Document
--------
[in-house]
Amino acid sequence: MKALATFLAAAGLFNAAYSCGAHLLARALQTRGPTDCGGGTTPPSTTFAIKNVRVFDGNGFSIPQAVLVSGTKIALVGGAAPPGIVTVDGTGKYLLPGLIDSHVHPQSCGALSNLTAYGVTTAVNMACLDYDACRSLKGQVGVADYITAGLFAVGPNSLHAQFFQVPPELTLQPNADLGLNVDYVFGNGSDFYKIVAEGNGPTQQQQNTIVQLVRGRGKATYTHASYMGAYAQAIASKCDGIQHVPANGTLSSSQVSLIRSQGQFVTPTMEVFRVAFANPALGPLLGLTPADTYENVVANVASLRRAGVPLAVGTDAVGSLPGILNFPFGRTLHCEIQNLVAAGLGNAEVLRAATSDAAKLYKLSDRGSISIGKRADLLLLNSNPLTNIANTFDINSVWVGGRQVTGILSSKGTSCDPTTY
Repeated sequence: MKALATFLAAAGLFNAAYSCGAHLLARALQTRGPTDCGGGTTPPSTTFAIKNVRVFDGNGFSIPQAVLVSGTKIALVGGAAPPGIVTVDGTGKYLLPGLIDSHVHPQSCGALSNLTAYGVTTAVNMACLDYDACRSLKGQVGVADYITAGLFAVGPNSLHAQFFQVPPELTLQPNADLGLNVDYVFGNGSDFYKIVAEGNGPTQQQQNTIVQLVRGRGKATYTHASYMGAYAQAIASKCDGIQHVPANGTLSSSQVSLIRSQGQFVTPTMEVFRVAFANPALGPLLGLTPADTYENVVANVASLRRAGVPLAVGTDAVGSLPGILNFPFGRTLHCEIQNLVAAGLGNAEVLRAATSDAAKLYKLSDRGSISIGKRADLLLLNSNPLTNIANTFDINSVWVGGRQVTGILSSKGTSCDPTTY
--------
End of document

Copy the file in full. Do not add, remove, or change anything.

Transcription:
[in-house]
Amino acid sequence: MKALATFLAAAGLFNAAYSCGAHLLARALQTRGPTDCGGGTTPPSTTFAIKNVRVFDGNGFSIPQAVLVSGTKIALVGGAAPPGIVTVDGTGKYLLPGLIDSHVHPQSCGALSNLTAYGVTTAVNMACLDYDACRSLKGQVGVADYITAGLFAVGPNSLHAQFFQVPPELTLQPNADLGLNVDYVFGNGSDFYKIVAEGNGPTQQQQNTIVQLVRGRGKATYTHASYMGAYAQAIASKCDGIQHVPANGTLSSSQVSLIRSQGQFVTPTMEVFRVAFANPALGPLLGLTPADTYENVVANVASLRRAGVPLAVGTDAVGSLPGILNFPFGRTLHCEIQNLVAAGLGNAEVLRAATSDAAKLYKLSDRGSISIGKRADLLLLNSNPLTNIANTFDINSVWVGGRQVTGILSSKGTSCDPTTY
Repeated sequence: MKALATFLAAAGLFNAAYSCGAHLLARALQTRGPTDCGGGTTPPSTTFAIKNVRVFDGNGFSIPQAVLVSGTKIALVGGAAPPGIVTVDGTGKYLLPGLIDSHVHPQSCGALSNLTAYGVTTAVNMACLDYDACRSLKGQVGVADYITAGLFAVGPNSLHAQFFQVPPELTLQPNADLGLNVDYVFGNGSDFYKIVAEGNGPTQQQQNTIVQLVRGRGKATYTHASYMGAYAQAIASKCDGIQHVPANGTLSSSQVSLIRSQGQFVTPTMEVFRVAFANPALGPLLGLTPADTYENVVANVASLRRAGVPLAVGTDAVGSLPGILNFPFGRTLHCEIQNLVAAGLGNAEVLRAATSDAAKLYKLSDRGSISIGKRADLLLLNSNPLTNIANTFDINSVWVGGRQVTGILSSKGTSCDPTTY